In vivo investigation of the substrate recognition capability and activity affecting amino acid residues of glycosyltransferase FscMI in the biosynthesis of candicidin†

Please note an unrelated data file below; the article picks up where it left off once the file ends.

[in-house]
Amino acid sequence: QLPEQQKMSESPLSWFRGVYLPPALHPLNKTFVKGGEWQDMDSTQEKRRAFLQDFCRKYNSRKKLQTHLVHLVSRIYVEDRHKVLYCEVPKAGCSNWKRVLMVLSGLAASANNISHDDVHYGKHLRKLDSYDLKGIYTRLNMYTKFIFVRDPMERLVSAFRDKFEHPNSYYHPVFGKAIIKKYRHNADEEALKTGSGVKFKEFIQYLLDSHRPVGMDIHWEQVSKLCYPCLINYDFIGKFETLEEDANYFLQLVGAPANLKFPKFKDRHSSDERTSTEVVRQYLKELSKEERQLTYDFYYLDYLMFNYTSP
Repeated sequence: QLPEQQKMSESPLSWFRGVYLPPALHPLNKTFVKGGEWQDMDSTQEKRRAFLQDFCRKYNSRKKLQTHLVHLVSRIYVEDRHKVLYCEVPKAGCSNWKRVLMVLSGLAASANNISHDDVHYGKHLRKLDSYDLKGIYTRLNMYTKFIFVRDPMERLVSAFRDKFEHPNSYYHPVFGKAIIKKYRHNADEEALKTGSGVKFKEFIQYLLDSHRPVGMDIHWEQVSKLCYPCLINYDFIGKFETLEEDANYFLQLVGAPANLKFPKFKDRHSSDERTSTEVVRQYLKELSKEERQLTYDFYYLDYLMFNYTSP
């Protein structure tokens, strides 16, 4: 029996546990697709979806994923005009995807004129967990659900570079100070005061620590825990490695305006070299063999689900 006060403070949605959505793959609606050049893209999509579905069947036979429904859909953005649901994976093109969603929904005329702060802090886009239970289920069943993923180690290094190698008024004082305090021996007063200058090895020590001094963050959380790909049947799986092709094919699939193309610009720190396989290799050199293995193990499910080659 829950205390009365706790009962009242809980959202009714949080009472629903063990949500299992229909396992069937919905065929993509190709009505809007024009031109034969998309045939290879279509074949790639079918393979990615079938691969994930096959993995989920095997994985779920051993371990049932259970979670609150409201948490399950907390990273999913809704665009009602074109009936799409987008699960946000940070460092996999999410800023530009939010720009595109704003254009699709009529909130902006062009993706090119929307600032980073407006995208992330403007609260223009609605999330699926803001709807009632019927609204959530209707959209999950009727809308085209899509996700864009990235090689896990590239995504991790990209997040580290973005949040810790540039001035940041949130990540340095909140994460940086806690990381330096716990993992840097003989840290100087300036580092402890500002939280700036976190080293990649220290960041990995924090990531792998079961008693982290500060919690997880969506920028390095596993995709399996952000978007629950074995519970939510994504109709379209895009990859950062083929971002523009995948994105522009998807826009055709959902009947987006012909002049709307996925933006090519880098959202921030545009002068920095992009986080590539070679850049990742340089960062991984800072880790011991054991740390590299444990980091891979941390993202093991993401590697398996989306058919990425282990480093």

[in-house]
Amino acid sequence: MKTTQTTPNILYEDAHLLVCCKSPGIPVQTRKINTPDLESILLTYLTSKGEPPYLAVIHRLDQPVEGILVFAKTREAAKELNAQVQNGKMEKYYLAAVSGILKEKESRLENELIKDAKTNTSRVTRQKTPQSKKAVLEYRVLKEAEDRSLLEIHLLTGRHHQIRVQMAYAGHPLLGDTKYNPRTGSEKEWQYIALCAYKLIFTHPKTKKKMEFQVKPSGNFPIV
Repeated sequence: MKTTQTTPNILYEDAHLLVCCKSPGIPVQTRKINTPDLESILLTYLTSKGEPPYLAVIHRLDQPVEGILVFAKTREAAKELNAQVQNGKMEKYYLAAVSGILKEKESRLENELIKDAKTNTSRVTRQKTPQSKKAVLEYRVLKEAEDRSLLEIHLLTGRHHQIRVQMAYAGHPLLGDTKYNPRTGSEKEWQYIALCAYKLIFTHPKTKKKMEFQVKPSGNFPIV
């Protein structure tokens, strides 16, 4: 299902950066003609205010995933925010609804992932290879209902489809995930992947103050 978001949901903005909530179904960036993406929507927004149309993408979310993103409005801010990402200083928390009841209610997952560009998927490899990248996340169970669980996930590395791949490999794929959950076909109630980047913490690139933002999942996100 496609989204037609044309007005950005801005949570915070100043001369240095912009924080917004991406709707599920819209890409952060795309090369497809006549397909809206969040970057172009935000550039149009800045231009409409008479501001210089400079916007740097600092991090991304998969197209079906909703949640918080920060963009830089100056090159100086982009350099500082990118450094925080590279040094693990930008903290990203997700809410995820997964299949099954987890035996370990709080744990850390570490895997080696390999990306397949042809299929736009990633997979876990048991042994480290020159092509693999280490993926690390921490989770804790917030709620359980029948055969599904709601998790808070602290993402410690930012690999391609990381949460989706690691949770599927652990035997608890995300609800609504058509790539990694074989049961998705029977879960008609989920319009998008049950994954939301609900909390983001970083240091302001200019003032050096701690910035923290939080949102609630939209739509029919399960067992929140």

Alteration of sugar moieties of natural products often leads to novel antibiotics with different chemical and physical properties. fscMI is a putative glycosyltransferase (GT) in a gene cluster for the production of candicidin, a polyene macrolide antibiotic, produced by Streptomyces sp. FR-008. In this report, we established an in vivo biochemical detection system by inactivating fscMI and the DH11 domain of polyketide synthase (PKS) through double homologous recombination to unveil the interaction between polyene GTs and their substrates. We found that homologous GT genes including amphDI, nysDI and pimK can catalyze the conversion of candicidin aglycone into candicidin/FR-008-III in fscMI mutant, suggesting that homologous polyene GTs show some tolerance toward aglycones and that it is possible to create new polyene analogues with altered aglycones through genetic engineering. Inactivation of the DH11 domain of PKS led to novel polyene derivatives with mycosamine added to the altered polyketide backbones, further confirming the loose substrate specificity of polyene GTs. Furthermore, mutation of Ser346, Ser361, His362 or Cys387 of FscMI by site-directed mutagenesis significantly reduced its catalytic activity. Further analysis suggested that Ser361 and Cys387 are likely the critical donor interacting residues that could affect the activity of GT FscMI. To our knowledge, this is the first report of the critical residues in a polyene GT.